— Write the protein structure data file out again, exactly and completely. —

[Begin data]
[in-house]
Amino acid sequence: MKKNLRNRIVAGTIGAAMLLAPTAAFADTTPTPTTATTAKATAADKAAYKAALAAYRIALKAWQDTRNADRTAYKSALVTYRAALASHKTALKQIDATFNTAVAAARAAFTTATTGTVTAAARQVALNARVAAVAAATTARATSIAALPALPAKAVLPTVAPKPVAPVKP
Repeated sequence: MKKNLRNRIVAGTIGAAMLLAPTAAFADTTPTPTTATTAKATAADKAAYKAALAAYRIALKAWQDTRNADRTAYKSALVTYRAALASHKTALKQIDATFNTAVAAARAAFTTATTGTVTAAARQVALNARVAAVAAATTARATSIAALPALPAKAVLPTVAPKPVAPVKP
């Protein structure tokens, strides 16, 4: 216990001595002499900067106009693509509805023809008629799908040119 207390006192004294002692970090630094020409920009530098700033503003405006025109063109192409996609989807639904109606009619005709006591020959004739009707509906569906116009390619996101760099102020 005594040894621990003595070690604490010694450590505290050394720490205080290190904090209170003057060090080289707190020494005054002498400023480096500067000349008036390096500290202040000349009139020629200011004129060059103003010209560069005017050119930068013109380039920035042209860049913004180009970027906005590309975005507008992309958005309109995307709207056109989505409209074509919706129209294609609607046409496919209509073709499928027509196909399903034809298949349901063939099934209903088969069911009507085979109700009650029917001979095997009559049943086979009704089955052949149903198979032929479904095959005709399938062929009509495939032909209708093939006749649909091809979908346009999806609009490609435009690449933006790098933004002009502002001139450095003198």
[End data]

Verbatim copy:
[in-house]
Amino acid sequence: MKKNLRNRIVAGTIGAAMLLAPTAAFADTTPTPTTATTAKATAADKAAYKAALAAYRIALKAWQDTRNADRTAYKSALVTYRAALASHKTALKQIDATFNTAVAAARAAFTTATTGTVTAAARQVALNARVAAVAAATTARATSIAALPALPAKAVLPTVAPKPVAPVKP
Repeated sequence: MKKNLRNRIVAGTIGAAMLLAPTAAFADTTPTPTTATTAKATAADKAAYKAALAAYRIALKAWQDTRNADRTAYKSALVTYRAALASHKTALKQIDATFNTAVAAARAAFTTATTGTVTAAARQVALNARVAAVAAATTARATSIAALPALPAKAVLPTVAPKPVAPVKP
């Protein structure tokens, strides 16, 4: 216990001595002499900067106009693509509805023809008629799908040119 207390006192004294002692970090630094020409920009530098700033503003405006025109063109192409996609989807639904109606009619005709006591020959004739009707509906569906116009390619996101760099102020 005594040894621990003595070690604490010694450590505290050394720490205080290190904090209170003057060090080289707190020494005054002498400023480096500067000349008036390096500290202040000349009139020629200011004129060059103003010209560069005017050119930068013109380039920035042209860049913004180009970027906005590309975005507008992309958005309109995307709207056109989505409209074509919706129209294609609607046409496919209509073709499928027509196909399903034809298949349901063939099934209903088969069911009507085979109700009650029917001979095997009559049943086979009704089955052949149903198979032929479904095959005709399938062929009509495939032909209708093939006749649909091809979908346009999806609009490609435009690449933006790098933004002009502002001139450095003198």